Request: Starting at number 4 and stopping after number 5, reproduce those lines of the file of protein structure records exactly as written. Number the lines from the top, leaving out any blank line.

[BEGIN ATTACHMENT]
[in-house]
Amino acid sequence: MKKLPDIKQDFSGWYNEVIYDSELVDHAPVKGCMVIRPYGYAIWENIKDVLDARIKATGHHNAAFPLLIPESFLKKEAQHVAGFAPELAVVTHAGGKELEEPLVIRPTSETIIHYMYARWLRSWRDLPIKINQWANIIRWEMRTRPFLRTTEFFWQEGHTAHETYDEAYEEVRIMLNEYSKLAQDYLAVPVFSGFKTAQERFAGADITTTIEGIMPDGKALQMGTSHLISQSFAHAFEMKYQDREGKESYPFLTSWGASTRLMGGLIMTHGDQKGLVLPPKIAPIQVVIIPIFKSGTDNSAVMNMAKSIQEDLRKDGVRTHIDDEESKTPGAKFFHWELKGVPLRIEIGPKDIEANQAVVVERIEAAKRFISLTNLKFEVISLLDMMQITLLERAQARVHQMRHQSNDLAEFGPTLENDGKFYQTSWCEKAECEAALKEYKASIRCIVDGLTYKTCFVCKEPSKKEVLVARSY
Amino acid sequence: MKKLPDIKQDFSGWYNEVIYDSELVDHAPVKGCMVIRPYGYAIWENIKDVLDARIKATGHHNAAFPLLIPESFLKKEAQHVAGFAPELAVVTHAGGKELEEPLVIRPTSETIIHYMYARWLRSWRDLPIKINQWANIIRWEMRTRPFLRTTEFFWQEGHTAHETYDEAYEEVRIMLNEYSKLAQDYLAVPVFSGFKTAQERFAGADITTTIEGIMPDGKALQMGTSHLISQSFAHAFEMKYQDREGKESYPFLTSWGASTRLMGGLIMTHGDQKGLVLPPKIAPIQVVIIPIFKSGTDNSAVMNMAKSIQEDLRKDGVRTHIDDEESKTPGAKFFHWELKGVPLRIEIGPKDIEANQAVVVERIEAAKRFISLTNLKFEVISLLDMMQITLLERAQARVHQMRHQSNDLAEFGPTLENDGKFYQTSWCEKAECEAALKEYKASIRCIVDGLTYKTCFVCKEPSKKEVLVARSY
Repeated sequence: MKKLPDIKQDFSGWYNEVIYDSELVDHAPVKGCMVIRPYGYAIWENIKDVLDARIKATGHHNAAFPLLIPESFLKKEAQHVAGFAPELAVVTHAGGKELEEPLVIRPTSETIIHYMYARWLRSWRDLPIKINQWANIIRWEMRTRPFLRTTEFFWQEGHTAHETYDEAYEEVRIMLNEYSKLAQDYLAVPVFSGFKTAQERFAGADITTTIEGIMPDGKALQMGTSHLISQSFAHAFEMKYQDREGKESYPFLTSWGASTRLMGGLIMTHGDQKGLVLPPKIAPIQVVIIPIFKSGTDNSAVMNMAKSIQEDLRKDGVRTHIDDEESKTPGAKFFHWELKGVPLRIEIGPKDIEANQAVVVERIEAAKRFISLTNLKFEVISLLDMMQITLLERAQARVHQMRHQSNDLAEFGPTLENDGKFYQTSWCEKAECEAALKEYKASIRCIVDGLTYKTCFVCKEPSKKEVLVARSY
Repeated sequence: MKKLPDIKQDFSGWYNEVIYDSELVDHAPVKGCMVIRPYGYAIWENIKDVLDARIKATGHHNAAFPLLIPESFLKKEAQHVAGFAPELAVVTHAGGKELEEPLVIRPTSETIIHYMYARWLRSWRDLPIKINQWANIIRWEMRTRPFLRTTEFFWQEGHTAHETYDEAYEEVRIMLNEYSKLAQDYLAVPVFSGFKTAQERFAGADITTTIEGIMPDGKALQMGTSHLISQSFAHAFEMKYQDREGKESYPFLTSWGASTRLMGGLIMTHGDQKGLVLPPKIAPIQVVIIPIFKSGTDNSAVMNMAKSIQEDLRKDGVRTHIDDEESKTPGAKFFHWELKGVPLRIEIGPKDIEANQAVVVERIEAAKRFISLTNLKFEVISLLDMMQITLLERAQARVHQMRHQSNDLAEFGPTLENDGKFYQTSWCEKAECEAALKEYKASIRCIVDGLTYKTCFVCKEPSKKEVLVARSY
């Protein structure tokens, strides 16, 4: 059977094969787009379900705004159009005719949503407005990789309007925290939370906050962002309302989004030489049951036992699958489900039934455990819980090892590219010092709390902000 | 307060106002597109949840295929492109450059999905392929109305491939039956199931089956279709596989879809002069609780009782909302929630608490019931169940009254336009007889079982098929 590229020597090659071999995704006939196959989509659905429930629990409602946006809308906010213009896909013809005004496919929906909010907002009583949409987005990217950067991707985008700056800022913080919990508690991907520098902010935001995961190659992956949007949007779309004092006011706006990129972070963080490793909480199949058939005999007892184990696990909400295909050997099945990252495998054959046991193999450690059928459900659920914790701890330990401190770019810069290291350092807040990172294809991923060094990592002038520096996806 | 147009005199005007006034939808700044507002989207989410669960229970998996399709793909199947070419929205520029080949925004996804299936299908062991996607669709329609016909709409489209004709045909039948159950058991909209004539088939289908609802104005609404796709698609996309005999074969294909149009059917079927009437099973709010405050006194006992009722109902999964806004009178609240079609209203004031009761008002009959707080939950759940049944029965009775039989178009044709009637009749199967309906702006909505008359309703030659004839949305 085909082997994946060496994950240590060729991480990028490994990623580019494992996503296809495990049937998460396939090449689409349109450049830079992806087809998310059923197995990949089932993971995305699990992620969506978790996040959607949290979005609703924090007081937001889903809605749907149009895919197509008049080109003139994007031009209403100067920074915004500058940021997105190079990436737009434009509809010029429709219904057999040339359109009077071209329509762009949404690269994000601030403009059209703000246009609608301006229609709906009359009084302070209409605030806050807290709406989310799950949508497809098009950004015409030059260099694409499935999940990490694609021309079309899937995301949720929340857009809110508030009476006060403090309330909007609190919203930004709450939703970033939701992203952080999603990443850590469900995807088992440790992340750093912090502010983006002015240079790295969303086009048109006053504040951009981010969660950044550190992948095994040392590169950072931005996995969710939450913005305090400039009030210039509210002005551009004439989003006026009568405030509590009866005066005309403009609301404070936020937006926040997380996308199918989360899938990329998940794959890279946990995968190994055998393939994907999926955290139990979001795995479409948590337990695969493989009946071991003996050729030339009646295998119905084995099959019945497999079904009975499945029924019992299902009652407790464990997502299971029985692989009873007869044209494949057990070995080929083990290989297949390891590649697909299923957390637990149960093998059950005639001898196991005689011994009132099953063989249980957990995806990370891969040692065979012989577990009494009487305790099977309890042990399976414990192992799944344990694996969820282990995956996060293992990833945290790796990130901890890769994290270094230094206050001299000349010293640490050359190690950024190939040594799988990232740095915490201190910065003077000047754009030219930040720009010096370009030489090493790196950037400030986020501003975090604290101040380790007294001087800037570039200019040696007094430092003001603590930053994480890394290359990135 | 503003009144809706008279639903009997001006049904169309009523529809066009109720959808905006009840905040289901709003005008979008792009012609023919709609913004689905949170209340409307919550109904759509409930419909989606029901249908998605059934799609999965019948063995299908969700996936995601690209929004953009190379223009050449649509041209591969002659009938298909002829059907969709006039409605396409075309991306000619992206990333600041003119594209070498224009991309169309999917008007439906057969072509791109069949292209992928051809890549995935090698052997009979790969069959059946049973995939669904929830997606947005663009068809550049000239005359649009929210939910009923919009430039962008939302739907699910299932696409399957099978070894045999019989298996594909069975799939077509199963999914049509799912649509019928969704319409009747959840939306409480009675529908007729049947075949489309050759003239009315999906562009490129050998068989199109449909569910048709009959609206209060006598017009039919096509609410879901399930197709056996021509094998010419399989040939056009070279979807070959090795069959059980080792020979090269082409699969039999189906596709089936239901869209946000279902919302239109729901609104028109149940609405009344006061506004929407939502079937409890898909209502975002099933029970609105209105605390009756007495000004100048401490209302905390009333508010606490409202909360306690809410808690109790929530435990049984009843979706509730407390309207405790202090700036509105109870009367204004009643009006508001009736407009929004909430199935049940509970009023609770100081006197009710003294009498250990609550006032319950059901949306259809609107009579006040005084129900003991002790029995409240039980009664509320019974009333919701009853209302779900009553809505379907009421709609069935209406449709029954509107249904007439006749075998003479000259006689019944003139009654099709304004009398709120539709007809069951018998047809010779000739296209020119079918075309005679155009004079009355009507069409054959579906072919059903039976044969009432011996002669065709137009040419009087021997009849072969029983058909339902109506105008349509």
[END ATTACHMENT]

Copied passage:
Repeated sequence: MKKLPDIKQDFSGWYNEVIYDSELVDHAPVKGCMVIRPYGYAIWENIKDVLDARIKATGHHNAAFPLLIPESFLKKEAQHVAGFAPELAVVTHAGGKELEEPLVIRPTSETIIHYMYARWLRSWRDLPIKINQWANIIRWEMRTRPFLRTTEFFWQEGHTAHETYDEAYEEVRIMLNEYSKLAQDYLAVPVFSGFKTAQERFAGADITTTIEGIMPDGKALQMGTSHLISQSFAHAFEMKYQDREGKESYPFLTSWGASTRLMGGLIMTHGDQKGLVLPPKIAPIQVVIIPIFKSGTDNSAVMNMAKSIQEDLRKDGVRTHIDDEESKTPGAKFFHWELKGVPLRIEIGPKDIEANQAVVVERIEAAKRFISLTNLKFEVISLLDMMQITLLERAQARVHQMRHQSNDLAEFGPTLENDGKFYQTSWCEKAECEAALKEYKASIRCIVDGLTYKTCFVCKEPSKKEVLVARSY
Repeated sequence: MKKLPDIKQDFSGWYNEVIYDSELVDHAPVKGCMVIRPYGYAIWENIKDVLDARIKATGHHNAAFPLLIPESFLKKEAQHVAGFAPELAVVTHAGGKELEEPLVIRPTSETIIHYMYARWLRSWRDLPIKINQWANIIRWEMRTRPFLRTTEFFWQEGHTAHETYDEAYEEVRIMLNEYSKLAQDYLAVPVFSGFKTAQERFAGADITTTIEGIMPDGKALQMGTSHLISQSFAHAFEMKYQDREGKESYPFLTSWGASTRLMGGLIMTHGDQKGLVLPPKIAPIQVVIIPIFKSGTDNSAVMNMAKSIQEDLRKDGVRTHIDDEESKTPGAKFFHWELKGVPLRIEIGPKDIEANQAVVVERIEAAKRFISLTNLKFEVISLLDMMQITLLERAQARVHQMRHQSNDLAEFGPTLENDGKFYQTSWCEKAECEAALKEYKASIRCIVDGLTYKTCFVCKEPSKKEVLVARSY